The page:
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Are women to blame for gender imbalances in theater?

June 23, 2009

In my recent post on sexism in English-language poetry, I noted that many editors justify gender imbalances in the pages of their journals with the argument that this is not a result of sexism but, rather, of women submitting less work than men do. Now, a similar argument has been made by a young economist about US playwrights getting their work staged. The New York Times reports:

Artistic directors of theater companies have maintained that no discrimination exists, rather that good scripts by women are in short supply. That claim elicited snorts and laughter from the audience when it was repeated Monday night, but [Emily Glassberg] Sands declared, “They’re right.”

In reviewing information on 20,000 playwrights in the Dramatists Guild and Doollee.com, an online database of playwrights, she found that there were twice as many male playwrights as female ones, and that the men tended to be more prolific, turning out more plays.

Numbers don’t lie, but they don’t occur in a vacuum either. While I was not at the presentation and so cannot say whether this was in Ms. Sands’ presentation or if  it is simply the New York Times’ spin, the suggestion seems to be that this imbalance in plays written indicates that sexism is not as big a problem in theater as it appears to be. In fact, the imbalance may well have its roots sexism. As I have argued in regards to poetry, women who experience sexism in the reception of their works are likelier to become discouraged. It may be true that artists need to have a thick skin, but if you come to believe that your work will never be accepted no matter its quality (which is what the experience of sexism suggests), you end up wondering if it’s worth struggling on. Moreover, to be prolific takes time which women, who still do the bulk of unpaid domestic labor, are less likely to have.

Ms. Sands also found that internalized sexism (though she didn’t call it that) plays a role in the difficulties faced by women playwrights trying to have their plays produced:

[she] sent identical scripts to artistic directors and literary managers around the country. The only difference was that half named a man as the writer (for example, Michael Walker), while half named a woman (i.e., Mary Walker). It turned out that Mary’s scripts received significantly worse ratings in terms of quality, economic prospects and audience response than Michael’s. The biggest surprise? “These results are driven exclusively by the responses of female artistic directors and literary managers,” Ms. Sands said…“Men rate men and women playwrights exactly the same.”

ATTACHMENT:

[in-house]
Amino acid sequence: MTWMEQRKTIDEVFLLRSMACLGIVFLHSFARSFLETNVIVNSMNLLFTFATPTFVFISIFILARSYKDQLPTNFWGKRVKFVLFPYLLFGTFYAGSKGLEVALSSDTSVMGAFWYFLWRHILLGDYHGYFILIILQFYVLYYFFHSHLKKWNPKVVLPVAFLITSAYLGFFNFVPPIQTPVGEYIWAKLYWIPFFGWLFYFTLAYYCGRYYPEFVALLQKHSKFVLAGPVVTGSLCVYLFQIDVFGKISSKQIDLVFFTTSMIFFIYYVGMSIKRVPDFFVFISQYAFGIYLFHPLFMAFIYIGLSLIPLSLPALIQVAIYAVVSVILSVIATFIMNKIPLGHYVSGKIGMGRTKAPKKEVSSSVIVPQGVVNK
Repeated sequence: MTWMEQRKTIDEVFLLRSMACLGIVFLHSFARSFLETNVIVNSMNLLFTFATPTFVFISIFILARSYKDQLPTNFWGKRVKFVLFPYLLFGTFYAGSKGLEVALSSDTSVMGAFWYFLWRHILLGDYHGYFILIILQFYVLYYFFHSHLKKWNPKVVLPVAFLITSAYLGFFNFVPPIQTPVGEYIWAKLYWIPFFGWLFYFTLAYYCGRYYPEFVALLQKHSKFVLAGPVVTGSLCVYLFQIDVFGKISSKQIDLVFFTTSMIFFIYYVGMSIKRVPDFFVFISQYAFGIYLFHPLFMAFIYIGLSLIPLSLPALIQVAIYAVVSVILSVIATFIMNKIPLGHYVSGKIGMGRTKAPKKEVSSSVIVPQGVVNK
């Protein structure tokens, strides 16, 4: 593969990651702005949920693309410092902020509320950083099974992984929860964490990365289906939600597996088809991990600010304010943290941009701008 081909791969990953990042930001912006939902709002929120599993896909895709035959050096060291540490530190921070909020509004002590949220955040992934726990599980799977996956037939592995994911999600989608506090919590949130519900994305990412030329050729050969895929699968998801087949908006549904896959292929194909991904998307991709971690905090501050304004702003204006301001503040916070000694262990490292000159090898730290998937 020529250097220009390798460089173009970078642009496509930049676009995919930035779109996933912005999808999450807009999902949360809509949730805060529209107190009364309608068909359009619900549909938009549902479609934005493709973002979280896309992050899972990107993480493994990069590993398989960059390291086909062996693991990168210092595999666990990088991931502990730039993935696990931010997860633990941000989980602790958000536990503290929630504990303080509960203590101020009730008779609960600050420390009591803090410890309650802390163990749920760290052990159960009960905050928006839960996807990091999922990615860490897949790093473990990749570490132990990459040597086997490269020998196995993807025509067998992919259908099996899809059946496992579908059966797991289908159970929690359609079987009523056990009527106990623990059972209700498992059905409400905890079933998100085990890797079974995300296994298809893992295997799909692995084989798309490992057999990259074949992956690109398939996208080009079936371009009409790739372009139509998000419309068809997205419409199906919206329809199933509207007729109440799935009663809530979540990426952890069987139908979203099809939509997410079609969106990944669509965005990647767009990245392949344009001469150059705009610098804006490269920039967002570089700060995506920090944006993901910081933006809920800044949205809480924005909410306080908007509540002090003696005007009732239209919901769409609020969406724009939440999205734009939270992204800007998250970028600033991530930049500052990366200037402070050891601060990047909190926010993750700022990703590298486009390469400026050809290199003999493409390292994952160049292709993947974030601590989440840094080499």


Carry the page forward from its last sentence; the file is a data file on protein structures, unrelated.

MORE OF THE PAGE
Ms. Sands was reluctant to explain the responses in terms of discrimination, suggesting instead that artistic directors who are women perhaps possess a greater awareness of the barriers female playwrights face.

I would argue, however, that there is a problem with this methodology. While I would be hesitant to make any generalizations about men’s and women’s writing, given that people’s experience of the world is still to a great extent influenced by their gender, it is unlikely that you would have a male playwright and a female playwright create highly similar, let alone identical, works. Ms. Sands does address this to a limited degree by considering plays that feature women (which are less likely to be produced), but this is not quite a complete inquiry. Men have written plays with female protagonists, but could a man have written Trifles?

Ultimately, this study uncovered some important data and will certainly spark debate. It must not, however, be regarded as the last word.

Edited to add: The Time Out New York blog has a post compiling the responses of several female directors.

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2 Comments
  1. jerry permalink
    July 1, 2009 6:45 pm

    It struck me too as problematical that she didn’t submit scripts written by men similarly disguised, or even scripts written by men and women with names removed.

    However, without more research, I find the internalized sexism answer to fail Occam’s razor. Women are more harsh to women than men were, therefore it’s because of internalized sexism? Perhaps, but that would seem to preclude more occam’s razor simpler answers. Perhaps women are just harsher to other women, that’s conceivably a simpler explanation is mirrored elsewhere in nature.

    • July 1, 2009 9:02 pm

      I think you’re using Occam’s razor incorrectly. Saying “women are just harsher to other women” isn’t an explanation. (To illustrate, imagine a four-year old asking you why the sky is blue. You say it’s just blue and is always blue in nature. They’re probably going to come back with “yes, but why?”) A simpler statement that doesn’t answer the original question is not the best answer.

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